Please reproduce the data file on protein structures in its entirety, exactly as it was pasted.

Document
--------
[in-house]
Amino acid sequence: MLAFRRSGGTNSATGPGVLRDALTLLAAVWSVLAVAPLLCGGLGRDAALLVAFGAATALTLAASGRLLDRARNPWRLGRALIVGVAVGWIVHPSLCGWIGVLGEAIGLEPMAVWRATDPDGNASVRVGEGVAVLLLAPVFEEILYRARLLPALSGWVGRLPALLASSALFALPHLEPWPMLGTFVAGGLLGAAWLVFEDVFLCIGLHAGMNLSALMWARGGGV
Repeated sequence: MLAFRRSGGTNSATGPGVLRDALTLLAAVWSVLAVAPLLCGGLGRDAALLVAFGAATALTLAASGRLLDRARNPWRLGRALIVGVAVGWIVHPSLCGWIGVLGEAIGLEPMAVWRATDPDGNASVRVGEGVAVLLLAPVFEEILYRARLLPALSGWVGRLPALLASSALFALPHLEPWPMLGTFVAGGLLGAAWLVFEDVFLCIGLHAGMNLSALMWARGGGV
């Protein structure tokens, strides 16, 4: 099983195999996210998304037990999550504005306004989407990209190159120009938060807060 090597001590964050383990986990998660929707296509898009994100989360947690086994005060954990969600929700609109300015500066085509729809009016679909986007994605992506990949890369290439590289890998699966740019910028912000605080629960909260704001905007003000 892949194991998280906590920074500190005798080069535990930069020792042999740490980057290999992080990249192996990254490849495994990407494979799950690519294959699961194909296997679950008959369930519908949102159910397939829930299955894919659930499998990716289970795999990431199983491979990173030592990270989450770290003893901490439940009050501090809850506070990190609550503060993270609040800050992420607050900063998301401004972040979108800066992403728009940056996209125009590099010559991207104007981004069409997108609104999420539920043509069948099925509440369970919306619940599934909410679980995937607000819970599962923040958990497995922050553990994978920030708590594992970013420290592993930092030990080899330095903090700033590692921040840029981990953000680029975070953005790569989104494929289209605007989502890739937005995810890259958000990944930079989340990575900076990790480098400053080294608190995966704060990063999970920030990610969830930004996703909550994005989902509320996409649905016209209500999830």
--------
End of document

[in-house]
Amino acid sequence: MLAFRRSGGTNSATGPGVLRDALTLLAAVWSVLAVAPLLCGGLGRDAALLVAFGAATALTLAASGRLLDRARNPWRLGRALIVGVAVGWIVHPSLCGWIGVLGEAIGLEPMAVWRATDPDGNASVRVGEGVAVLLLAPVFEEILYRARLLPALSGWVGRLPALLASSALFALPHLEPWPMLGTFVAGGLLGAAWLVFEDVFLCIGLHAGMNLSALMWARGGGV
Repeated sequence: MLAFRRSGGTNSATGPGVLRDALTLLAAVWSVLAVAPLLCGGLGRDAALLVAFGAATALTLAASGRLLDRARNPWRLGRALIVGVAVGWIVHPSLCGWIGVLGEAIGLEPMAVWRATDPDGNASVRVGEGVAVLLLAPVFEEILYRARLLPALSGWVGRLPALLASSALFALPHLEPWPMLGTFVAGGLLGAAWLVFEDVFLCIGLHAGMNLSALMWARGGGV
């Protein structure tokens, strides 16, 4: 099983195999996210998304037990999550504005306004989407990209190159120009938060807060 090597001590964050383990986990998660929707296509898009994100989360947690086994005060954990969600929700609109300015500066085509729809009016679909986007994605992506990949890369290439590289890998699966740019910028912000605080629960909260704001905007003000 892949194991998280906590920074500190005798080069535990930069020792042999740490980057290999992080990249192996990254490849495994990407494979799950690519294959699961194909296997679950008959369930519908949102159910397939829930299955894919659930499998990716289970795999990431199983491979990173030592990270989450770290003893901490439940009050501090809850506070990190609550503060993270609040800050992420607050900063998301401004972040979108800066992403728009940056996209125009590099010559991207104007981004069409997108609104999420539920043509069948099925509440369970919306619940599934909410679980995937607000819970599962923040958990497995922050553990994978920030708590594992970013420290592993930092030990080899330095903090700033590692921040840029981990953000680029975070953005790569989104494929289209605007989502890739937005995810890259958000990944930079989340990575900076990790480098400053080294608190995966704060990063999970920030990610969830930004996703909550994005989902509320996409649905016209209500999830």